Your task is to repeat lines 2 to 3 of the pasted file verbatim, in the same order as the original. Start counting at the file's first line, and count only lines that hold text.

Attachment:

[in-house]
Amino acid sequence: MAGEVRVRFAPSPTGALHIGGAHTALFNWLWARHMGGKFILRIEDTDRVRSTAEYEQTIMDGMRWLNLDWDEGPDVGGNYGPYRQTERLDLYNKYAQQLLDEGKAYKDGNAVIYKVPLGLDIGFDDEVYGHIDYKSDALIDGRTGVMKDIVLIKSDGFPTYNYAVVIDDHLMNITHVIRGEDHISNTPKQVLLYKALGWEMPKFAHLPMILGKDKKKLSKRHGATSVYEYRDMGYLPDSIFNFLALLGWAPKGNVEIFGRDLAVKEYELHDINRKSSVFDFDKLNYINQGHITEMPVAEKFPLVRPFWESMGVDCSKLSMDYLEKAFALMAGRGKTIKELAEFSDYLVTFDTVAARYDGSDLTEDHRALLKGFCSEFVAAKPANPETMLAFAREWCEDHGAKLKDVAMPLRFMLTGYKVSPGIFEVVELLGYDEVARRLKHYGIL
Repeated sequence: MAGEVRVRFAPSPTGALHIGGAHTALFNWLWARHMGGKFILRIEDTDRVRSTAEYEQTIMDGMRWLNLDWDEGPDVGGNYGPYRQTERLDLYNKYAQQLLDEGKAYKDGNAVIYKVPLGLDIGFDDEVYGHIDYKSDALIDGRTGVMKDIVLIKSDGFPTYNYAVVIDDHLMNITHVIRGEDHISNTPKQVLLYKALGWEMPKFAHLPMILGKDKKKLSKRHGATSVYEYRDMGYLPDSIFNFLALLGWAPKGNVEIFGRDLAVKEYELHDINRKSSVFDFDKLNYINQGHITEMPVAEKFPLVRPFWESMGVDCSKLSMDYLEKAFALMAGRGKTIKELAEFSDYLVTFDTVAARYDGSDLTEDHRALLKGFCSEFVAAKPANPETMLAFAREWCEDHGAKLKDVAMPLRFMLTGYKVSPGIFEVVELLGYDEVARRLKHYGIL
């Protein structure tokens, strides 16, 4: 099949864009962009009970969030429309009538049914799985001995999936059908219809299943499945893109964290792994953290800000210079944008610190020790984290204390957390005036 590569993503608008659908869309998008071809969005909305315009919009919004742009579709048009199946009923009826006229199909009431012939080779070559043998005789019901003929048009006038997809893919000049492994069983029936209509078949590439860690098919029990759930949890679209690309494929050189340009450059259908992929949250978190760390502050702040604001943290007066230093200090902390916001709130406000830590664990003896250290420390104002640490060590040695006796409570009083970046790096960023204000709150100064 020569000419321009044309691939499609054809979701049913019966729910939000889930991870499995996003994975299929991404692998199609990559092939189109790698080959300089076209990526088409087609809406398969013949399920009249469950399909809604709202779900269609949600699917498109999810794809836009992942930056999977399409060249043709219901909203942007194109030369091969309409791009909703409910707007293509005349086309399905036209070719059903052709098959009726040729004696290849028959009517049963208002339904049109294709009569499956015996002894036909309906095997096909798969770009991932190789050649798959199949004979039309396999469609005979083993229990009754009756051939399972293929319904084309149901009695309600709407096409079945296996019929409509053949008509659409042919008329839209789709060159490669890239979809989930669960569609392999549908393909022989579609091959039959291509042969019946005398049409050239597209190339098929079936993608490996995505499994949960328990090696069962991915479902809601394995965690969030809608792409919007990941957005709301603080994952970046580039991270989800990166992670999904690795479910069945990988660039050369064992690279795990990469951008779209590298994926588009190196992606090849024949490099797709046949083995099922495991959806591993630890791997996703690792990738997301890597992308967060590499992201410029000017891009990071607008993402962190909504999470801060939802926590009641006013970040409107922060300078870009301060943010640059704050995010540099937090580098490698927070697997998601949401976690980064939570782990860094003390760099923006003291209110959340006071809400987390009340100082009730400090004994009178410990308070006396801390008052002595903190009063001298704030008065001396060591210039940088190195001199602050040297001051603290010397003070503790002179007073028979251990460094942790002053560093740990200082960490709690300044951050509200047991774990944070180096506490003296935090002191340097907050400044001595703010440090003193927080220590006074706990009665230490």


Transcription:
Amino acid sequence: MAGEVRVRFAPSPTGALHIGGAHTALFNWLWARHMGGKFILRIEDTDRVRSTAEYEQTIMDGMRWLNLDWDEGPDVGGNYGPYRQTERLDLYNKYAQQLLDEGKAYKDGNAVIYKVPLGLDIGFDDEVYGHIDYKSDALIDGRTGVMKDIVLIKSDGFPTYNYAVVIDDHLMNITHVIRGEDHISNTPKQVLLYKALGWEMPKFAHLPMILGKDKKKLSKRHGATSVYEYRDMGYLPDSIFNFLALLGWAPKGNVEIFGRDLAVKEYELHDINRKSSVFDFDKLNYINQGHITEMPVAEKFPLVRPFWESMGVDCSKLSMDYLEKAFALMAGRGKTIKELAEFSDYLVTFDTVAARYDGSDLTEDHRALLKGFCSEFVAAKPANPETMLAFAREWCEDHGAKLKDVAMPLRFMLTGYKVSPGIFEVVELLGYDEVARRLKHYGIL
Repeated sequence: MAGEVRVRFAPSPTGALHIGGAHTALFNWLWARHMGGKFILRIEDTDRVRSTAEYEQTIMDGMRWLNLDWDEGPDVGGNYGPYRQTERLDLYNKYAQQLLDEGKAYKDGNAVIYKVPLGLDIGFDDEVYGHIDYKSDALIDGRTGVMKDIVLIKSDGFPTYNYAVVIDDHLMNITHVIRGEDHISNTPKQVLLYKALGWEMPKFAHLPMILGKDKKKLSKRHGATSVYEYRDMGYLPDSIFNFLALLGWAPKGNVEIFGRDLAVKEYELHDINRKSSVFDFDKLNYINQGHITEMPVAEKFPLVRPFWESMGVDCSKLSMDYLEKAFALMAGRGKTIKELAEFSDYLVTFDTVAARYDGSDLTEDHRALLKGFCSEFVAAKPANPETMLAFAREWCEDHGAKLKDVAMPLRFMLTGYKVSPGIFEVVELLGYDEVARRLKHYGIL